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Russia Considers Filling Drones with More Drones

Written by on Thursday, October 4th, 2012

With the success of drones, it’s no surprise that military organizations are funding new and innovative drone research projects. Russia is using a classic cultural icon as the inspiration for their next drone project: Russian dolls.

Also called matryoshka or nesting dolls, each of these dolls has another doll inside of it. The Russian military is following that basic model. They want to stick tiny drones inside of much larger drones.

This might seem a little bit redundant, but it’s actually a fairly clever idea. Nested drones would be able to fulfill a range of functions at only a fraction of the operating cost. For example, let’s say that you wanted to scout an urban area and then make a precision strike against a target. The conventional strategy is to send out a long-range drone that can observe the area from afar.



But what if that drone could unleash a smaller, mobile drone that’s quick and agile enough to navigate an urban environment? The long-range drone could provide a bird’s eye view of the terrain, while the smaller drone could investigate the interiors of buildings.

This strategy allows small quadrotor drones to overcome one of their major weaknesses: their range. Handheld drones can’t even begin to match the maximum flight distance of larger drones, so these nested drones could act as a sort of drone delivery system. Getting the smaller drone to return to the larger drone once the work is done would be difficult or even impossible under modern technology, but this idea still buy generic cialis offers interesting options.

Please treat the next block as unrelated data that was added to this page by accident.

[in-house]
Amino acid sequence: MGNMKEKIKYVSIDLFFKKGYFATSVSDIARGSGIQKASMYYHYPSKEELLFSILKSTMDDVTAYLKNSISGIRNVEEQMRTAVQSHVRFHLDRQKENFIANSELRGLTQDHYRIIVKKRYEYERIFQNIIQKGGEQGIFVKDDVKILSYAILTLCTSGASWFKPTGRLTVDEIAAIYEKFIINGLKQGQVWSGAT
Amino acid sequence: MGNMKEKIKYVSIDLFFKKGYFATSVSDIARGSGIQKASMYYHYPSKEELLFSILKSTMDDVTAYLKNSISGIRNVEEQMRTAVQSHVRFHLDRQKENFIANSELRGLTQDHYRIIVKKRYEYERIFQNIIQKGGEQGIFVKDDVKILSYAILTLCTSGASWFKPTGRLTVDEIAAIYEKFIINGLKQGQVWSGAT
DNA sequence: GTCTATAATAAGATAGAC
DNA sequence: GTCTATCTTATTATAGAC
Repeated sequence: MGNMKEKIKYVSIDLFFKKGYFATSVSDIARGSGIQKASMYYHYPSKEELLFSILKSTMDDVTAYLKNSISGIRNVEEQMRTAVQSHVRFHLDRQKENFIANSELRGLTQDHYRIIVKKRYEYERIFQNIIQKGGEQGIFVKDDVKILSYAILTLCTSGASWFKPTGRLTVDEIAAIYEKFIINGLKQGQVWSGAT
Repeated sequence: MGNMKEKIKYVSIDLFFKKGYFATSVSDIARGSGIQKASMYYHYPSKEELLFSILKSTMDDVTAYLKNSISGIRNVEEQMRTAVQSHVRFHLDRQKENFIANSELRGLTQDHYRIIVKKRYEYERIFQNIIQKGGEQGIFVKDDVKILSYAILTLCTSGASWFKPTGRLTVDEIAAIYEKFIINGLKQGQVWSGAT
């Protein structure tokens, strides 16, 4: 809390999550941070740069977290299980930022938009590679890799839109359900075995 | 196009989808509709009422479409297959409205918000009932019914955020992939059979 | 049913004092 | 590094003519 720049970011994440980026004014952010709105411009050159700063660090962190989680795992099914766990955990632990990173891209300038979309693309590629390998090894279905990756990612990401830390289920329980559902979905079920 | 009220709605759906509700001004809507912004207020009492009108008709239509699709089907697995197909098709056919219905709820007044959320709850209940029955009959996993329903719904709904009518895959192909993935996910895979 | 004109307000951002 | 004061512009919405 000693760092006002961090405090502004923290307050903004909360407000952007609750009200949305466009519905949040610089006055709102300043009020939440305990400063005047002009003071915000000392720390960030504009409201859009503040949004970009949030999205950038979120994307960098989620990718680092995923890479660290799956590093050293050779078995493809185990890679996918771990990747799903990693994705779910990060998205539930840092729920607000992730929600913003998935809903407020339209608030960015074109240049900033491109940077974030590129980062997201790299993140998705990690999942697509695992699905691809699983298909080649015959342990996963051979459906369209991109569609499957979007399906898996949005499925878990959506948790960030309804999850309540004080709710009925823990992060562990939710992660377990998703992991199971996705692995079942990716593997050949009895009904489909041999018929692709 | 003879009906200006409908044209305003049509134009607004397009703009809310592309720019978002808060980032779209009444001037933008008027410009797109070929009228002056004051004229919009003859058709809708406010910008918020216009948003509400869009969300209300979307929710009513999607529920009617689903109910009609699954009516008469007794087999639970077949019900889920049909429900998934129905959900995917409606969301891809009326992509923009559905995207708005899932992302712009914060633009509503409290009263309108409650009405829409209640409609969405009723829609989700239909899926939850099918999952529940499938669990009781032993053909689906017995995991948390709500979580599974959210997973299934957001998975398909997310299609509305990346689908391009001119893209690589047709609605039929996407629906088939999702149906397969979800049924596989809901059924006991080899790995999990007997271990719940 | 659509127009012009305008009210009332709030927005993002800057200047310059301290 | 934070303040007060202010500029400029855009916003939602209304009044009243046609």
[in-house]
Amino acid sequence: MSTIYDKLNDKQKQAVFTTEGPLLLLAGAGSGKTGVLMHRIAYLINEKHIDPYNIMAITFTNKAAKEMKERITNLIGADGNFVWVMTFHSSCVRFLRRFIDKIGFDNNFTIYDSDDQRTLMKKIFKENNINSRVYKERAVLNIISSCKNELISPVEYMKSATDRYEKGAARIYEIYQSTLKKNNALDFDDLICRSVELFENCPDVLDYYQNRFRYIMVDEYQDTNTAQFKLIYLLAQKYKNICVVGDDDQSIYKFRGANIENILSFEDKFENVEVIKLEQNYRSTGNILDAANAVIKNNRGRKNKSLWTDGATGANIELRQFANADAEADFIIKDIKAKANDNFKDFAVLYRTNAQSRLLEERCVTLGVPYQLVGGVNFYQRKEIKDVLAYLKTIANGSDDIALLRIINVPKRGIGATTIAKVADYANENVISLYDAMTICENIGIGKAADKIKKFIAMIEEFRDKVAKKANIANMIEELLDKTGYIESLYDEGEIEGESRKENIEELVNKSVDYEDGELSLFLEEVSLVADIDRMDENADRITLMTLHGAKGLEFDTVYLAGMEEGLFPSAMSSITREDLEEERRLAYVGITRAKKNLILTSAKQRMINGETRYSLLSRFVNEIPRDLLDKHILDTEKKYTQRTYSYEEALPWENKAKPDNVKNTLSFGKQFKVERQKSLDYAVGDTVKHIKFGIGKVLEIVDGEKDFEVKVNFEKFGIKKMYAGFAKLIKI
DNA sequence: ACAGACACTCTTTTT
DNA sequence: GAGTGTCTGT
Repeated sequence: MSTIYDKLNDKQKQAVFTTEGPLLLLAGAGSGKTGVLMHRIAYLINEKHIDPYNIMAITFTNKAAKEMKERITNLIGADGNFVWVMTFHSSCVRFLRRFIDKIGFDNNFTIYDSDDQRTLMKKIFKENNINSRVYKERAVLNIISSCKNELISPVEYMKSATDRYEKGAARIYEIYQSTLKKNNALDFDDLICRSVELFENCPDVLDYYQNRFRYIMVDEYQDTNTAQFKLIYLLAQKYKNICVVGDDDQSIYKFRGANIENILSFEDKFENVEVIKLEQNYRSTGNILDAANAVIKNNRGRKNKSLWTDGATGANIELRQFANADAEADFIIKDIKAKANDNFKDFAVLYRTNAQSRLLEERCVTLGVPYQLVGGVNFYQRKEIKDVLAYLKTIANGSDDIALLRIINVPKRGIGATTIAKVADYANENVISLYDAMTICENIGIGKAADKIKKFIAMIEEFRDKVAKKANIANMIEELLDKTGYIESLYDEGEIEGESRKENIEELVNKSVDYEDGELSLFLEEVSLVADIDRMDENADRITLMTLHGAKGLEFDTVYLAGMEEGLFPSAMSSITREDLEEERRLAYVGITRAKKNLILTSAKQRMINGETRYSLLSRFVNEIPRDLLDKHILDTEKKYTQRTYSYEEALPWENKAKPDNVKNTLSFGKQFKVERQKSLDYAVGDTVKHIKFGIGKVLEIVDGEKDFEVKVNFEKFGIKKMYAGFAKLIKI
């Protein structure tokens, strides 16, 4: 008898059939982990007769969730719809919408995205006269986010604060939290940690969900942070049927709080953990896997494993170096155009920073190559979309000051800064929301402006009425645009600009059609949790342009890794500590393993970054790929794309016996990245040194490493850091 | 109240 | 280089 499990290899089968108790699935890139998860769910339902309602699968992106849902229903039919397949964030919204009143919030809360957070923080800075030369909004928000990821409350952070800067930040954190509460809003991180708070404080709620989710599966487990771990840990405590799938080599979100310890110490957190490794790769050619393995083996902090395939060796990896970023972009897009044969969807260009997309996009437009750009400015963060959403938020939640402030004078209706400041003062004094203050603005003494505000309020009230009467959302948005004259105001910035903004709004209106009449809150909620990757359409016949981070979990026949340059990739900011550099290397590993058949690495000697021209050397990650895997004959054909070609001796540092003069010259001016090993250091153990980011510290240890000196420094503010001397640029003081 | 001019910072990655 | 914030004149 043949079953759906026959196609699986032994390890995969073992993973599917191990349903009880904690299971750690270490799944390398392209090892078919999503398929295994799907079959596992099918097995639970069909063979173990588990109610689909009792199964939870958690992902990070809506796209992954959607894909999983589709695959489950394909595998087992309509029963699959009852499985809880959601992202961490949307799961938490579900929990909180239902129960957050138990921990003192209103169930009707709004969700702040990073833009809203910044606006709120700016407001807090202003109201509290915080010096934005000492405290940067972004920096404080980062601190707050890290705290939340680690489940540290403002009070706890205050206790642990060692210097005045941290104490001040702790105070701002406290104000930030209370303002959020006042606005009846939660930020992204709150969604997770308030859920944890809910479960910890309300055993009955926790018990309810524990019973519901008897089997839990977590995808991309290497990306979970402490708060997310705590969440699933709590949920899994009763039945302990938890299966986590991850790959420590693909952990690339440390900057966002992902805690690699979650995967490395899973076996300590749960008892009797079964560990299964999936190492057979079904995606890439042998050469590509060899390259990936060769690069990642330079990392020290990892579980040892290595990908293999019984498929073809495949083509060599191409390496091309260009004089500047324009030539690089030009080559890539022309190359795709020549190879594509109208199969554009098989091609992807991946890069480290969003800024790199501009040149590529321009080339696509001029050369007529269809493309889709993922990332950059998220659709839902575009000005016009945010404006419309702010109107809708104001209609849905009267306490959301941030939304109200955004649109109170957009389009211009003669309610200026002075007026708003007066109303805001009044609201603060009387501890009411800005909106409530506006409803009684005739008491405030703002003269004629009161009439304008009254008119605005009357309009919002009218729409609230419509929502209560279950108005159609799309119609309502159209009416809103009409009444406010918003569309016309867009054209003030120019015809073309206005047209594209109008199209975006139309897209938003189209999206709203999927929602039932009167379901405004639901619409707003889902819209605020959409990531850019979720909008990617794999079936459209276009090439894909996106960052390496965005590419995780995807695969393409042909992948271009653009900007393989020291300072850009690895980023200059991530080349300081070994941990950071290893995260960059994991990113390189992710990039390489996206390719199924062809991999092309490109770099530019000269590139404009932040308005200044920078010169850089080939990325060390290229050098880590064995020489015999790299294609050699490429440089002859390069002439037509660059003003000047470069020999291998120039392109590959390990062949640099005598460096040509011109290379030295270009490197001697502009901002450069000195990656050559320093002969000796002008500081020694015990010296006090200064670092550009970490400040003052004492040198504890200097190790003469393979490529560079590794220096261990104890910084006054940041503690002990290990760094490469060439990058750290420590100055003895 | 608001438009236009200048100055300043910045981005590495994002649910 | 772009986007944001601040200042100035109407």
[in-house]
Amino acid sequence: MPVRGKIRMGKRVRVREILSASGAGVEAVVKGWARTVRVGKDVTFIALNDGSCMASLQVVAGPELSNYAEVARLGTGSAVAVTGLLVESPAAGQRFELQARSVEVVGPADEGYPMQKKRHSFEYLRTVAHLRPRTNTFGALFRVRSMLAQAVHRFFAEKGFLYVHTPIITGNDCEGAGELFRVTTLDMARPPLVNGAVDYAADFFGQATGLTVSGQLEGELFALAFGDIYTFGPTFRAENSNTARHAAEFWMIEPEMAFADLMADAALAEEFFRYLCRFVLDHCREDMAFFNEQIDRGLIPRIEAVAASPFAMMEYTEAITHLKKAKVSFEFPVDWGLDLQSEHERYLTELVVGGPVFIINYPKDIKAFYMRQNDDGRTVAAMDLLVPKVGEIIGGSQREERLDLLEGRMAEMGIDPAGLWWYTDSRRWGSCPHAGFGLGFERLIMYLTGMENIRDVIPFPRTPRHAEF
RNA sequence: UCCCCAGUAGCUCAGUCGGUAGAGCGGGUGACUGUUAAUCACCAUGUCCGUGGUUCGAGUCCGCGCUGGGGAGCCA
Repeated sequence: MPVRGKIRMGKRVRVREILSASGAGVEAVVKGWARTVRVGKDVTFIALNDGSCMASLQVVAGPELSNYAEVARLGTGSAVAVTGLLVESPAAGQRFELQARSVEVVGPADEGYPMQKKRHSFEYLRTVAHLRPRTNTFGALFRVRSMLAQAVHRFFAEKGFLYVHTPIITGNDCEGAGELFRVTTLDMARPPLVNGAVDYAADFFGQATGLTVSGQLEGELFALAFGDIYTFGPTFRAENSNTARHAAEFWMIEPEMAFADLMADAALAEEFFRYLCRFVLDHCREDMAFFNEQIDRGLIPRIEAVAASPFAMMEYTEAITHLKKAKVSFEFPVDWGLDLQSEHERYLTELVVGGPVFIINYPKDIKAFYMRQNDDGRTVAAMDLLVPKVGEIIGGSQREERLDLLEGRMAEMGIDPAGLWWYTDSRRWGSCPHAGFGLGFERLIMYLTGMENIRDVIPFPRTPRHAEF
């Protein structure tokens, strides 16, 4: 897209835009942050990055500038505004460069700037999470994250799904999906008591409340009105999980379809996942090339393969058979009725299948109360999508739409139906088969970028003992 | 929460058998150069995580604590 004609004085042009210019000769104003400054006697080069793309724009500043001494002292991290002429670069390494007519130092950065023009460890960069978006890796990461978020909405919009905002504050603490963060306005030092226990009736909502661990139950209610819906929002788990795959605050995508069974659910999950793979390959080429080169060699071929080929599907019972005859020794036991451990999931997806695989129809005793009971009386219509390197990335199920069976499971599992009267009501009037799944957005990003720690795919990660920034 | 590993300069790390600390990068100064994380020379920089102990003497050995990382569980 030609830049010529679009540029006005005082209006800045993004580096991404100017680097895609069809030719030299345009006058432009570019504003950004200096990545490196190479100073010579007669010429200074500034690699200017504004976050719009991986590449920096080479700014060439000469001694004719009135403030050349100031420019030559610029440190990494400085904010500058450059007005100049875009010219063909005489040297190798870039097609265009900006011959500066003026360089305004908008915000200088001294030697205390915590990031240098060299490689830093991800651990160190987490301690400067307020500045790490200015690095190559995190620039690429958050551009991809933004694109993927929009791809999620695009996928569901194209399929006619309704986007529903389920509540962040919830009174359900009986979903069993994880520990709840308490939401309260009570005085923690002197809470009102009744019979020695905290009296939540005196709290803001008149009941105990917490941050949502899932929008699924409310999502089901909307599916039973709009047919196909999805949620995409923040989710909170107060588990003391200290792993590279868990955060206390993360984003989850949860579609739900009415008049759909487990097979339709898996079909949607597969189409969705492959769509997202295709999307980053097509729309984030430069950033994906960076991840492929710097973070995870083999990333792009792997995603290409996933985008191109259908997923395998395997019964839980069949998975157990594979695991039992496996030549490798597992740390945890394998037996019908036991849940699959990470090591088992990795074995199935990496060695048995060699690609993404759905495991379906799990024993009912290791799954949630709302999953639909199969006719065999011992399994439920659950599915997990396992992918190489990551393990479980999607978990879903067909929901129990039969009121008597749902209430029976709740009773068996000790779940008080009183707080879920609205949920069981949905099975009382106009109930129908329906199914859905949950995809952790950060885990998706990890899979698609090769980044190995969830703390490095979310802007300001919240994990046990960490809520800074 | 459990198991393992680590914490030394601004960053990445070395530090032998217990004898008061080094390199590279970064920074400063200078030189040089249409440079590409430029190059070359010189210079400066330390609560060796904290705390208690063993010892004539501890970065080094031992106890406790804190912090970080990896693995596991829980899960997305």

The Russians are taking it in a slightly different direction. They want to fill a drone with warhead-equipped drones, kind of like the LMAMS remote-controlled missile. This would enable extremely precise drone strikes that would otherwise be impossible due to distance restrictions. It also cuts down on collateral damage, because suicidal explosive drones can be much more precise. A drone pilot can take down a single car without damaging any of the other cars on the road, but when you launch a weapon from a conventional drone you have to pack in a bit more firepower to compensate for the reduced accuracy.

If this technology ever really takes off, then it will present the Air Force with new challenges. Each one of those drones is going to need a pilot, and if you have aerial docking and undocking procedures, that means that you’re going to need specialized drone pilots who are perfectly in synch with each other. A miscommunication is the last thing you need when you try to detach a warhead-equipped drone from a different million-dollar drone that’s travelling close to 300 mph.

Meeting that goal will require pilot-centric focus, which is exactly the type of expertise that you can expect from Strike Fighter Consulting Inc. They can help pilots build bridges to create effective lines of communication to ensure that these two aerial drones operate in perfect synchronicity. We’ve already got the expertise we need to fly drones-within-drones; we just need somebody to build the hardware.

If you want advice about the world of military aviation, there’s no better people to turn to than men and women who have sat in the cockpit and flown some of the world’s most advanced aircraft. With over 50 current and ex-warfighters on call, Strike Fighter Consulting Inc. can give you access to up-to-date, first-hand technical and tactical expertise.

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